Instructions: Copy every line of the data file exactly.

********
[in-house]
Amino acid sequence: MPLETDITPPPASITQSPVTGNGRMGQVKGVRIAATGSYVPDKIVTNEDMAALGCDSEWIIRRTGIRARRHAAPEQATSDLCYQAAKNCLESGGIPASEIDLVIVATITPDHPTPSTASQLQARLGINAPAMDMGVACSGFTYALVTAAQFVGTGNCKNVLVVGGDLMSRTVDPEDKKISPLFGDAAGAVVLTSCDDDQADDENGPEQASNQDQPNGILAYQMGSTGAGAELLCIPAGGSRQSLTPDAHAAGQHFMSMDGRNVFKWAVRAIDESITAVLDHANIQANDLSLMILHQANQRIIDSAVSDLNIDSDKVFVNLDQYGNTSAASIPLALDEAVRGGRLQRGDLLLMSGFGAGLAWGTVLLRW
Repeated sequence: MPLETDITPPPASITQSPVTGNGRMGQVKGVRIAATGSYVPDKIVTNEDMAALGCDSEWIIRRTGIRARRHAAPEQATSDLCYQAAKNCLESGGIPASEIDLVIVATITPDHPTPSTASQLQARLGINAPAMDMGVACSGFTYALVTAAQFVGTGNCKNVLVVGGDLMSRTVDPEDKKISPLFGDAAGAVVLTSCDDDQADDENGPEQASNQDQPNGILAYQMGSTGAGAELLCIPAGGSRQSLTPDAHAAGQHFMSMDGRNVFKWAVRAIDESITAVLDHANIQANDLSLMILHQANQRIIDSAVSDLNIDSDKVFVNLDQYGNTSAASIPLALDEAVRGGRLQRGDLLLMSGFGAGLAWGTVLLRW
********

[in-house]
Amino acid sequence: MPLETDITPPPASITQSPVTGNGRMGQVKGVRIAATGSYVPDKIVTNEDMAALGCDSEWIIRRTGIRARRHAAPEQATSDLCYQAAKNCLESGGIPASEIDLVIVATITPDHPTPSTASQLQARLGINAPAMDMGVACSGFTYALVTAAQFVGTGNCKNVLVVGGDLMSRTVDPEDKKISPLFGDAAGAVVLTSCDDDQADDENGPEQASNQDQPNGILAYQMGSTGAGAELLCIPAGGSRQSLTPDAHAAGQHFMSMDGRNVFKWAVRAIDESITAVLDHANIQANDLSLMILHQANQRIIDSAVSDLNIDSDKVFVNLDQYGNTSAASIPLALDEAVRGGRLQRGDLLLMSGFGAGLAWGTVLLRW
Repeated sequence: MPLETDITPPPASITQSPVTGNGRMGQVKGVRIAATGSYVPDKIVTNEDMAALGCDSEWIIRRTGIRARRHAAPEQATSDLCYQAAKNCLESGGIPASEIDLVIVATITPDHPTPSTASQLQARLGINAPAMDMGVACSGFTYALVTAAQFVGTGNCKNVLVVGGDLMSRTVDPEDKKISPLFGDAAGAVVLTSCDDDQADDENGPEQASNQDQPNGILAYQMGSTGAGAELLCIPAGGSRQSLTPDAHAAGQHFMSMDGRNVFKWAVRAIDESITAVLDHANIQANDLSLMILHQANQRIIDSAVSDLNIDSDKVFVNLDQYGNTSAASIPLALDEAVRGGRLQRGDLLLMSGFGAGLAWGTVLLRW